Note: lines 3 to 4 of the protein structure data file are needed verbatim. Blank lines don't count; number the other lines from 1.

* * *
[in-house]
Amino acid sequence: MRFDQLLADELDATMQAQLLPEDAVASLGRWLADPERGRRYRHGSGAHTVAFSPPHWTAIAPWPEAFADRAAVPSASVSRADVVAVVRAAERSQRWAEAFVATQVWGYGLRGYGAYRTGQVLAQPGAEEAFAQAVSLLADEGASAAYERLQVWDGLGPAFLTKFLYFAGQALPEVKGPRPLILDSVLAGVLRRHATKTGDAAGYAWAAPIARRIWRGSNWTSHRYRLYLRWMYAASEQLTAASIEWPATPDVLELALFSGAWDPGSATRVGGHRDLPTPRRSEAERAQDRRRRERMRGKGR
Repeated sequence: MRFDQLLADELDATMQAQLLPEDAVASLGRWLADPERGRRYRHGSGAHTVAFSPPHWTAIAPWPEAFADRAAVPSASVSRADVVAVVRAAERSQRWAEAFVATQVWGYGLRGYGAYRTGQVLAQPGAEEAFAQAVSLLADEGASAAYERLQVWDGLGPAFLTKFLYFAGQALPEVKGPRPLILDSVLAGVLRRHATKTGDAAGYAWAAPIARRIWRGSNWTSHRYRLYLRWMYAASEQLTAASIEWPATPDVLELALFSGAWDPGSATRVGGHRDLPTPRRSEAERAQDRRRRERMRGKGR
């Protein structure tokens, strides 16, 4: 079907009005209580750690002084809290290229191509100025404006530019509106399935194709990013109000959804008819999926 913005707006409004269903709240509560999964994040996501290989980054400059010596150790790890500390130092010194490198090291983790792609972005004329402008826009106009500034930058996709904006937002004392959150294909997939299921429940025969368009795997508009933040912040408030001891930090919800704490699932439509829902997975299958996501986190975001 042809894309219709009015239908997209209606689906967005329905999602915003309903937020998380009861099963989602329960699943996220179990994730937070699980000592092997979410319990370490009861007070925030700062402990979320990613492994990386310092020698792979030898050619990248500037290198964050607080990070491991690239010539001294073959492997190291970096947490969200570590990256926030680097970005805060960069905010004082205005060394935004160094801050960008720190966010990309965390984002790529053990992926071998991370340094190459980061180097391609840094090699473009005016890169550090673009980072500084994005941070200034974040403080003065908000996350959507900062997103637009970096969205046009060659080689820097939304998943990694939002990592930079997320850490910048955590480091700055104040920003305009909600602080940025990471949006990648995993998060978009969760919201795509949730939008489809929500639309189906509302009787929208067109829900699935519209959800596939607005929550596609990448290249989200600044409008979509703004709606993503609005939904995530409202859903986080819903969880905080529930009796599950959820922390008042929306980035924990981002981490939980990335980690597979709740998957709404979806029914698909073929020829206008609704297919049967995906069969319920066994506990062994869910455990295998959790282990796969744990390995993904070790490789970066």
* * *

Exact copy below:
Repeated sequence: MRFDQLLADELDATMQAQLLPEDAVASLGRWLADPERGRRYRHGSGAHTVAFSPPHWTAIAPWPEAFADRAAVPSASVSRADVVAVVRAAERSQRWAEAFVATQVWGYGLRGYGAYRTGQVLAQPGAEEAFAQAVSLLADEGASAAYERLQVWDGLGPAFLTKFLYFAGQALPEVKGPRPLILDSVLAGVLRRHATKTGDAAGYAWAAPIARRIWRGSNWTSHRYRLYLRWMYAASEQLTAASIEWPATPDVLELALFSGAWDPGSATRVGGHRDLPTPRRSEAERAQDRRRRERMRGKGR
């Protein structure tokens, strides 16, 4: 079907009005209580750690002084809290290229191509100025404006530019509106399935194709990013109000959804008819999926 913005707006409004269903709240509560999964994040996501290989980054400059010596150790790890500390130092010194490198090291983790792609972005004329402008826009106009500034930058996709904006937002004392959150294909997939299921429940025969368009795997508009933040912040408030001891930090919800704490699932439509829902997975299958996501986190975001 042809894309219709009015239908997209209606689906967005329905999602915003309903937020998380009861099963989602329960699943996220179990994730937070699980000592092997979410319990370490009861007070925030700062402990979320990613492994990386310092020698792979030898050619990248500037290198964050607080990070491991690239010539001294073959492997190291970096947490969200570590990256926030680097970005805060960069905010004082205005060394935004160094801050960008720190966010990309965390984002790529053990992926071998991370340094190459980061180097391609840094090699473009005016890169550090673009980072500084994005941070200034974040403080003065908000996350959507900062997103637009970096969205046009060659080689820097939304998943990694939002990592930079997320850490910048955590480091700055104040920003305009909600602080940025990471949006990648995993998060978009969760919201795509949730939008489809929500639309189906509302009787929208067109829900699935519209959800596939607005929550596609990448290249989200600044409008979509703004709606993503609005939904995530409202859903986080819903969880905080529930009796599950959820922390008042929306980035924990981002981490939980990335980690597979709740998957709404979806029914698909073929020829206008609704297919049967995906069969319920066994506990062994869910455990295998959790282990796969744990390995993904070790490789970066």